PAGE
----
Review by Derrick Carter

Running Time: 1 hour 32 minutes

MPAA Rating: Not Rated

BBS poster

Directed by: Peter Strickland

Written by: Peter Strickland

Starring: Toby Jones, Cosmo Fusco, Antonio Mancino, Fatma Mohamed, Salvatore Li Causi, Chiara D’Anna & Tonia Sotiropoulou

Pretentious is a word that I try to avoid using in my reviews, because it implies a lot of things. Using it can bring the automatic assumption that I find the director to be trying to hard to be artsy. It also implies that the viewers who like this film “get” the movie more than the average Joe. I cannot stress how many times I’ve seen people attack one another on message board for disliking something made by Lars Von Trier (or other insert arthouse director here) or some film that was clearly meant for a select few by saying that they didn’t “understand” it. BERBERIAN SOUND STUDIO is a movie made for those who worship Italian horror films. Sadly, I am not one of those people. I prefer plot over style and BERBERIAN SOUND STUDIO doesn’t make a lick of sense by the conclusion. This might wind up delighting fans of SUSPIRIA and other Italian 70’s horror flicks though.


Gilderoy has flown to Italy for his new job as a sound engineer. He didn’t know that he’d be working on a graphic horror film about witches, goblins, and satanic rites. Horrified by the prospect of making sounds for gory kills, sexual torture, and other disturbing acts, he is naturally stressed out. The demanding producer is lingering over the set, the movie’s director is an eccentric nutjob, and Gilderoy finds himself a fish out of water. Insanity may be creeping in and in the end, the viewer is left to interpret what it all means.


Toby Jones isn’t your normal leading man and he takes center stage here as the timid Gilderoy. Jones does a great job of getting the viewer to sympathize for him. We feel as out-of-place as he is in this foreign land, even though we never leave the sound studio. However, Toby Jones is the one of the two reasons this film is not a complete failure. Every other cast member ranges in either being melodramatic or over-the-top menacing. To make matters worse, the final third throws what feeling we have for Gilderoy out the window in some final scenes so puzzling that it makes one wonder what the director was thinking, instead of what the audience is meant to take away from this incomplete mess of a film.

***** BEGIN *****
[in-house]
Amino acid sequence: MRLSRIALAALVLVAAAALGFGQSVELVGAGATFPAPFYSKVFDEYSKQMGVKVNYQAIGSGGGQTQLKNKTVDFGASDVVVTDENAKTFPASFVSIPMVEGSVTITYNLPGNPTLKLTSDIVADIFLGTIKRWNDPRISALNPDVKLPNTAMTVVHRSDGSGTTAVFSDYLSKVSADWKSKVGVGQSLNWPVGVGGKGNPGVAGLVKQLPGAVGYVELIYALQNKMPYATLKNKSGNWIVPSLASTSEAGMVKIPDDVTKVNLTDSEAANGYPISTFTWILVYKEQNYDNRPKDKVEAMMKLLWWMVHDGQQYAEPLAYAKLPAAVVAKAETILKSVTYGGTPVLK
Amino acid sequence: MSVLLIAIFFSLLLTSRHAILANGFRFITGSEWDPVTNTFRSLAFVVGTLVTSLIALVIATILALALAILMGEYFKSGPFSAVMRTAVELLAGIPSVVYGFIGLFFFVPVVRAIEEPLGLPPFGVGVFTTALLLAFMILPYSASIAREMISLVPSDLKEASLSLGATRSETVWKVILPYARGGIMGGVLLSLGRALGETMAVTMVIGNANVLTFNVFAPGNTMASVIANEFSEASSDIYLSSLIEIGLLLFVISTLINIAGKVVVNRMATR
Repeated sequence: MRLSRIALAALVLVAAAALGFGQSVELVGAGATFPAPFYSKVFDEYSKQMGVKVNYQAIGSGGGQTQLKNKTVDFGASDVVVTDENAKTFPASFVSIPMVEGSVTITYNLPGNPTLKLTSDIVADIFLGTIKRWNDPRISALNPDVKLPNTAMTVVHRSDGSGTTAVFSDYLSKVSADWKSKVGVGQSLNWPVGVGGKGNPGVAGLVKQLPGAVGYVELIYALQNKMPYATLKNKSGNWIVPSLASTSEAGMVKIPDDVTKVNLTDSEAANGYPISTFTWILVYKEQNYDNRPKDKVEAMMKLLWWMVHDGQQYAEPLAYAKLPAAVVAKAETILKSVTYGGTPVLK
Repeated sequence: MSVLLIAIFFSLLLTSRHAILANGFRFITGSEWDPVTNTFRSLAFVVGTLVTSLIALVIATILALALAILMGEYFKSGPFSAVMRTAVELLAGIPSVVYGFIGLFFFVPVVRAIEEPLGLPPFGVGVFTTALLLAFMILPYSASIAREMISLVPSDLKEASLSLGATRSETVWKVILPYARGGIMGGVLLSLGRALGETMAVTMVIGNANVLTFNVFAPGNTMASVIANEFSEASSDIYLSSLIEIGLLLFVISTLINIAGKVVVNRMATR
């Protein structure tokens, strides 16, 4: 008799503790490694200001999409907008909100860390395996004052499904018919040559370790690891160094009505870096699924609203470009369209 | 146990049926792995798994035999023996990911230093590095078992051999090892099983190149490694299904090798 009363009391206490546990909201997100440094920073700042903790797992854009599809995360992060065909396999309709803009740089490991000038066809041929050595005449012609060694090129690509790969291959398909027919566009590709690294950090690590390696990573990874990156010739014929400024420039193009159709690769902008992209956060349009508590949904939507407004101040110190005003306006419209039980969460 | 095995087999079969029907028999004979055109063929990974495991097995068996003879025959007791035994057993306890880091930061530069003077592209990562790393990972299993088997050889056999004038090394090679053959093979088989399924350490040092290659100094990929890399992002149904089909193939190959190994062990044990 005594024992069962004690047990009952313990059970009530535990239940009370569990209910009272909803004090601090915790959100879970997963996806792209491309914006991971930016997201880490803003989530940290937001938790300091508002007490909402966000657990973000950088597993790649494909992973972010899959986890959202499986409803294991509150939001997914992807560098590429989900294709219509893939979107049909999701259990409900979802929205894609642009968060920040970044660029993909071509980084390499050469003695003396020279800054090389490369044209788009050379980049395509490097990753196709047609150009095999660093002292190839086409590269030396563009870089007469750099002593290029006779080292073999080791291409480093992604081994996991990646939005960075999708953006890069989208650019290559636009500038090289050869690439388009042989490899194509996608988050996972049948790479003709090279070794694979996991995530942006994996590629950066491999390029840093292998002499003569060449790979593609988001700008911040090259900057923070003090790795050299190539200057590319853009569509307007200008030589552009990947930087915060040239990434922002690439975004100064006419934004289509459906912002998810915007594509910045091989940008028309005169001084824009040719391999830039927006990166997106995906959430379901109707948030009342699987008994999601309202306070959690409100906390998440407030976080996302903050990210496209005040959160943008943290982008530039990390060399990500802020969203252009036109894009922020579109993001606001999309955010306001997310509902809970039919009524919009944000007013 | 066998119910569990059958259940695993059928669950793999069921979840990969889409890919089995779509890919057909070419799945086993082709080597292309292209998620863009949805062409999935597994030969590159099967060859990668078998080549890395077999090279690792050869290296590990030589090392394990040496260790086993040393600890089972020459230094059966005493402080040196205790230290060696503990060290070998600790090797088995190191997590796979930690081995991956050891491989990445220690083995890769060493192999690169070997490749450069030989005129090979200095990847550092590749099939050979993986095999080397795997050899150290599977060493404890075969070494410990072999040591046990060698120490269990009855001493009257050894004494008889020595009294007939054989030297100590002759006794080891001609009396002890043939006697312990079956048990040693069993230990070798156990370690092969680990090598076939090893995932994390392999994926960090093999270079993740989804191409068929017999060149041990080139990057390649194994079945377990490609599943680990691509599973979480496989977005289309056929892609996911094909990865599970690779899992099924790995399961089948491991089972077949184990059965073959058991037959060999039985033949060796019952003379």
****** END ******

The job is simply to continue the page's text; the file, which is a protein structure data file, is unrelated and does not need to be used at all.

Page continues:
Every single time BERBERIAN SOUND STUDIO is heading to into effectively creepy territory, it seems to ignore the potential of a solid scary moment and shifts back to the characters interacting with each other at the sound studio. Pointless scenes of phone calls, sound mixing, and conversations about the film (which we never see a single frame of in one of the few wise decisions from director/writer Peter Strickland). I counted one scene that worked fantastically and the mood it set was never once revisited again.


Some may compare BERBERIAN SOUND STUDIO to something from the likes of David Lynch or Dario Argento. While I am not a giant fan of the latter, I found this film to be trying way too hard to be something uniquely weird and also holding on too hard to the reality of working in the sound studio. It was like two very different films (both of which could have been interesting on their own merits) were constantly battling with each other on the screen. For more than half of the film, the scenes revolve around Gilderoy’s growing stress at his new job for this disturbing film. On the other hand, we get some hints at madness before the movie takes an incomprehensible turn in the final 15 minutes (which reminded me of Rob Zombie’s attempt to be artsy in the conclusion of THE LORDS OF SALEM) and somehow still managed to bore the ever-living hell out of me.


BERBERIAN SOUND STUDIO is a divisive movie to say the least. Judging from the rave reviews (Fangoria) and the hate-filled rants (Bloody-Disgusting) that litter the internet about this film, it will continue to be that way. I fall squarely on the side of the fence that hates this film, but if you dig on something like SUSPIRIA or Argento’s style-over-substance approach this might fit in your wheelhouse. It just didn’t do anything positive for me (save for one creepy scene about an hour into it).

Grade: D-

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